The Federal Open Market Committee maintains rates at zero and our current rate forecasts within our bank models remain.
After incorporating these results into our forecast, and after incorporating a 50% probability of Joe Biden being elected and instituting his proposed tax hike, we are lowering our fair value estimate to $28 from $30.
As we’ve long pointed out, JPMorgan remains arguably one of the strongest and highest quality franchises under our coverage, and this showed in second quarter results.
While results aren’t pretty, they remain better than some peers, and most importantly, Citi’s capital levels are holding up as the common equity Tier 1 ratio improved to 11.5%.
The pain continued for Wells Fargo in the second quarter, as the bank reported a net loss of $2.4 billion, or $0.66 per share.
Our key takeaway from the annual Federal Reserve test is that the banking system appears to be well-capitalized.
Future rate hikes will inevitably depend to some degree on the timing and magnitude of an economic recovery.
We're maintaining our call on the U.S. banks and will know a lot more by the second quarter.
We still think consolidation makes sense over the long term for the banking sector.
We don't think the Fed will be in any rush to raise rates, but so far its massive interventions appear to be working.
We examine the capital adequacy and the solvency of the U.S. financial system.
We have incorporated the latest rate cuts and expectations for lower fee income, leading us to a new fair value estimate for Citigroup of $72, down from our previous estimate of $79.
We slightly lowered our fair value estimate for this wide-moat firm after it reported weaker first-quarter earnings.
We have also incorporated the latest rate cuts and expectations for lower fee income, leading to a new fair value estimate for JPMorgan of $113, down from $117.
We're lowering our fair-value estimate for the wide-moat firm.
The wide-moat firm is preparing for loan losses after weak results.
After an in-depth reassessment, we still believe they're undervalued.
We’ve also raised our fair value uncertainty rating to high.
With rates cut to zero, investors should be seriously watching and considering bank stocks as this plays out.
We expect an additional rate cut at the Fed's March meeting, and we are starting to see value emerge within traditional banking.
Regardless of the ultimate effect of the coronavirus on the economy, lower rates today will be a negative for bank profits.
We think a hold on rate movements is the base case for 2020.
Our latest research looks at how banks might be affected at this point in the economic cycle.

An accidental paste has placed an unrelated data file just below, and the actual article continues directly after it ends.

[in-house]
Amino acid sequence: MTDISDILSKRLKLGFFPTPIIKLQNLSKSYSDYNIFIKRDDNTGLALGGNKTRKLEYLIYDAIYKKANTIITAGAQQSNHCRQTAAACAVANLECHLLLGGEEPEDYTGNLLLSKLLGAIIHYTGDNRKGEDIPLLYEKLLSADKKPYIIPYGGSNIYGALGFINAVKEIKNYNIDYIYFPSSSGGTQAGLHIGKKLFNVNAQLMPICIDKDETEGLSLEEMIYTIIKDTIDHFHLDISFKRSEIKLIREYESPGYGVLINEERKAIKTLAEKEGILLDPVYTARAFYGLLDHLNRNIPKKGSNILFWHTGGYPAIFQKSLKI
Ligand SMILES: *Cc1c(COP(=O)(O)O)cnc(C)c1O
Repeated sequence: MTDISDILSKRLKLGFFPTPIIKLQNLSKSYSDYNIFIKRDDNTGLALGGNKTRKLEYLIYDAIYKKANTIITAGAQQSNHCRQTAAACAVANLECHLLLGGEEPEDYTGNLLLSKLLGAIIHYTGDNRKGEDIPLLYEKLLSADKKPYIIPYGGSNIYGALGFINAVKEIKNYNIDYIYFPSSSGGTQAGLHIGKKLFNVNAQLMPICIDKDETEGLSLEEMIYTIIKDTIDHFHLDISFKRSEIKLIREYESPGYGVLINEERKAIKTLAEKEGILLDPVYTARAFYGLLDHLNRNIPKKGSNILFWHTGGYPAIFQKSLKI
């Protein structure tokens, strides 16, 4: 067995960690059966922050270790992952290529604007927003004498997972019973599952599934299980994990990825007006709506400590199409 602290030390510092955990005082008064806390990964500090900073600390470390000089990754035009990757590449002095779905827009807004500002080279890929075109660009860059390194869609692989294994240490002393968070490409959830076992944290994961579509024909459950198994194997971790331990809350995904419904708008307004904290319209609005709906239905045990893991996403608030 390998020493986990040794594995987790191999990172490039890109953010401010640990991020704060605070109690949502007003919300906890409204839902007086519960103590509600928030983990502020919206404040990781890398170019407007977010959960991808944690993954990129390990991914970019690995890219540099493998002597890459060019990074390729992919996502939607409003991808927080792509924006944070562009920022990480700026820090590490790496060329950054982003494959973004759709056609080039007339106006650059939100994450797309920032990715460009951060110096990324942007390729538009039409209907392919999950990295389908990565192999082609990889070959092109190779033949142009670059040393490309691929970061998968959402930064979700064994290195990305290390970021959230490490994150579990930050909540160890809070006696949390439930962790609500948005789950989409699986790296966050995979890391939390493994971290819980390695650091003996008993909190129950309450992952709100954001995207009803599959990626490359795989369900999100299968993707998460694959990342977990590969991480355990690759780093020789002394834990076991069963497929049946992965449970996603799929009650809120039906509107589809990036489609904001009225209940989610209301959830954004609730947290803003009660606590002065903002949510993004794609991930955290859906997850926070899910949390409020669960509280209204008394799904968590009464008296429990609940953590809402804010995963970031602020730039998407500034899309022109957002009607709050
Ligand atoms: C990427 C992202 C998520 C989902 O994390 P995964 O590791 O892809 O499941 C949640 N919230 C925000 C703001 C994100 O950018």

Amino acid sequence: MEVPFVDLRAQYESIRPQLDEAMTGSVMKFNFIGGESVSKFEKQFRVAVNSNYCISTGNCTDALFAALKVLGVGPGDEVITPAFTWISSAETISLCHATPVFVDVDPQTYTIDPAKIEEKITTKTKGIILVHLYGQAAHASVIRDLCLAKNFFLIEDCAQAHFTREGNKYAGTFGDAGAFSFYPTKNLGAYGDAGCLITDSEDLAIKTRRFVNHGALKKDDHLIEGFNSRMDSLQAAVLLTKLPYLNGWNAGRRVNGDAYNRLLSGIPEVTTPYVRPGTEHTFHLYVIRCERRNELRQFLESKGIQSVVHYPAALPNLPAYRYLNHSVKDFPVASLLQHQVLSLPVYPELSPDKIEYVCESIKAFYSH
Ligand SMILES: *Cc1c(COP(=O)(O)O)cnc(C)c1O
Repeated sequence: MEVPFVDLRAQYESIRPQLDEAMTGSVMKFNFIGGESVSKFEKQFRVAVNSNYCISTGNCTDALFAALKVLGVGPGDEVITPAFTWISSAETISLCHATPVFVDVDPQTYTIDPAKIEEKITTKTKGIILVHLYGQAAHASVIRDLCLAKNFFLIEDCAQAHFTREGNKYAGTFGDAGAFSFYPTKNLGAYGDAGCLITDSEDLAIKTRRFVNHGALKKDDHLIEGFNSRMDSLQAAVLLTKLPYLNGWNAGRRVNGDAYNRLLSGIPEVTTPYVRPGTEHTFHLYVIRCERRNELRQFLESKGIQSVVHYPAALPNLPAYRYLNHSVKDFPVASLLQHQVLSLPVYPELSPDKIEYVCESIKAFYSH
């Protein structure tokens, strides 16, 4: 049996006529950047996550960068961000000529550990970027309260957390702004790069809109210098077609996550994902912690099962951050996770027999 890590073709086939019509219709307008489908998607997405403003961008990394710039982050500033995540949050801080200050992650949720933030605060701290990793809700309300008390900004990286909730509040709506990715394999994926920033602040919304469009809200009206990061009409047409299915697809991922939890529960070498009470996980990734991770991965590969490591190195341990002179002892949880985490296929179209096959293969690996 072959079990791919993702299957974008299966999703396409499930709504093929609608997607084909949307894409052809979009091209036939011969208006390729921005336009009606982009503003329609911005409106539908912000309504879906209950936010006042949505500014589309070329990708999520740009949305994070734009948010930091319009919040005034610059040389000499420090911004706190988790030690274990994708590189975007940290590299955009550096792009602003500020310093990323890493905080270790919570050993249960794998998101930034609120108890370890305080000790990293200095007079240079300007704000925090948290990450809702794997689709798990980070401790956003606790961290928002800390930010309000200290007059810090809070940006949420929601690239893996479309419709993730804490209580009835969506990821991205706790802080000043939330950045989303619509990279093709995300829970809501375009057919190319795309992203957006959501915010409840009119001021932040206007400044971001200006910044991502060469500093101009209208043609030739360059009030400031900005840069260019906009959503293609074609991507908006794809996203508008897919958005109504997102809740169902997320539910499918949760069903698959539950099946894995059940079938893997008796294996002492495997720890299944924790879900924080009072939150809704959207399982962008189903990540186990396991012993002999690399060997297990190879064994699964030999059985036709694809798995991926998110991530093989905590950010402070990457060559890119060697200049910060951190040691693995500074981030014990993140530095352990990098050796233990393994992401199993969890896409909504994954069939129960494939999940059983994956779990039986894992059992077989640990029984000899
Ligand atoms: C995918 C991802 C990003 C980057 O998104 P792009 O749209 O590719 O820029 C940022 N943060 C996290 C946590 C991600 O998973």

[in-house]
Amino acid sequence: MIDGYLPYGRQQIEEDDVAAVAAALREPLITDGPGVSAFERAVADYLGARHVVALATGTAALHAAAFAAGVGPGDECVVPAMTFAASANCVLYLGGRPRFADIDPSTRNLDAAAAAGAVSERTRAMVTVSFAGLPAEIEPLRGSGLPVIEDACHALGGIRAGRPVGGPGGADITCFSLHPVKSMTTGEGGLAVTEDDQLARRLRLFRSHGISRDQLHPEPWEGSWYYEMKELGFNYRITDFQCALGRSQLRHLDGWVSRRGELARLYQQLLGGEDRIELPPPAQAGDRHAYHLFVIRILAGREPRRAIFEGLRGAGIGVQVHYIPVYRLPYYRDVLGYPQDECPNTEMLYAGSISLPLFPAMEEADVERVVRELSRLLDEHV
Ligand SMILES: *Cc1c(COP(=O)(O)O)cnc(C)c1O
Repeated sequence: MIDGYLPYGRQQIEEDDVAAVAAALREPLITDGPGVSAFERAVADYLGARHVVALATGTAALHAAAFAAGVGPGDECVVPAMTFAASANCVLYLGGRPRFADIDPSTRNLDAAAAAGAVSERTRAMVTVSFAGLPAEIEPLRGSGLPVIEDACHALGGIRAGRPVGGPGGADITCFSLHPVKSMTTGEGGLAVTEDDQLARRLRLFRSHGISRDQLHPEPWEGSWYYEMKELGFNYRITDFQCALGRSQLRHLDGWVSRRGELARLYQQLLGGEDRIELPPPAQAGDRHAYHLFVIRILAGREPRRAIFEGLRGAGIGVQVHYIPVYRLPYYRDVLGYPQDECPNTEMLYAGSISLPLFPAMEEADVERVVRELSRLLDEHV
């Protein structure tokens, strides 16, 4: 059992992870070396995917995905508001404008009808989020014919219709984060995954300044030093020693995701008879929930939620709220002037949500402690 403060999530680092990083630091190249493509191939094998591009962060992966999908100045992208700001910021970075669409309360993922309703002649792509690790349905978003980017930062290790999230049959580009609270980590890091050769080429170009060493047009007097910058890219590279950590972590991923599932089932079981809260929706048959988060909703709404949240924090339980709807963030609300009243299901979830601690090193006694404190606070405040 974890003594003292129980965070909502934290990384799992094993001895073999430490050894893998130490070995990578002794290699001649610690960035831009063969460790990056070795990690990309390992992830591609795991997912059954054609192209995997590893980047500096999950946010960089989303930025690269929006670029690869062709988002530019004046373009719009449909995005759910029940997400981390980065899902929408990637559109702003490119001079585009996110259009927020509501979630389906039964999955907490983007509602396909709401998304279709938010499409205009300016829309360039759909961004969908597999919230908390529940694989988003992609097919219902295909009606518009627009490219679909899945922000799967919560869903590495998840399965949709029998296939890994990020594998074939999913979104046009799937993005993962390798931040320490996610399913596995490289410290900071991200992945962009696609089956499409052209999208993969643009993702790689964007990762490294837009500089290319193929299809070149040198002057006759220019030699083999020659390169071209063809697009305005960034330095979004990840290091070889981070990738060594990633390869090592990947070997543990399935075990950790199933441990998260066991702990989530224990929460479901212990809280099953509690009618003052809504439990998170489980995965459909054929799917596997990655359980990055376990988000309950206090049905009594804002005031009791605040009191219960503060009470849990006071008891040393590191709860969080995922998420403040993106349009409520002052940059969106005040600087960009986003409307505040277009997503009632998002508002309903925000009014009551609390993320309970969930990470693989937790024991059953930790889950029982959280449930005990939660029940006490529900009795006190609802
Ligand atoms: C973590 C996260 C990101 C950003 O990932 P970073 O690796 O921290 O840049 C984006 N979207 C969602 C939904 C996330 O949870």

The wide-moat firm reported decent fourth-quarter results.
The firm reported stellar fourth-quarter results that were well-above consensus.
We plan to raise our fair value estimate for the narrow-moat firm.
It is clear that the wide-moat firm is still a work in progress, and we are lowering our fair value estimate.
It appears to us that we are now in a holding pattern for rates.
Bank dividend yields are set and look to stay that way.
We think a base case of “no more cuts for now” seems very reasonable.
We do not plan to make material changes to our fair value estimate for the narrow-moat financial services firm.
We are lowering our fair value estimate for the wide-moat firm.
The wide-moat firm had a solid third quarter, and we are increasing our fair value estimate to $114.
We still view at least one or two more cuts over the next year as the most likely outcome.
Scandals aside, the bank still has the pieces in place to compete effectively over the long term, and its shares currently look cheap.
We think the dividend payouts on these names are sustainable.
We are incorporating three rate cuts (including this one) through 2020 into our bank forecasts.
The list of potential partners among the large- and midsize regionals is becoming pretty sparse.
The release put slowing household spending in the spotlight, supporting the case that the economic picture remains mixed.
Commentary from the four largest U.S. banks has been positive, and fundamentals still look OK.
Profitability is improving, but growth isn't perfect yet.
We have maintained our underlying rate hike assumptions for our U.S. banking coverage, which includes no rate hikes in 2019.
Industry changes can affect moats and more.
We believe the U.S. banking system is much stronger and more stable than it was a decade ago.
The wide-moat bank is attempting to shake free from its scandals, and we think it could support double-digit dividend growth over the next several years.
The move would create a superregional with roughly $442 billion in assets, the sixth-largest U.S.-based bank.
Expenses are declining and sentiment is improving.
As expected, the Fed didn't raise rates today, and we see signs the central bank has taken a significantly more dovish turn.
We still believe the wide-moat bank has meaningful room to improve returns on equity, but it will be a bumpy ride as the bank remains under the regulatory microscope.
The narrow-moat bank is and has been firing on all cylinders.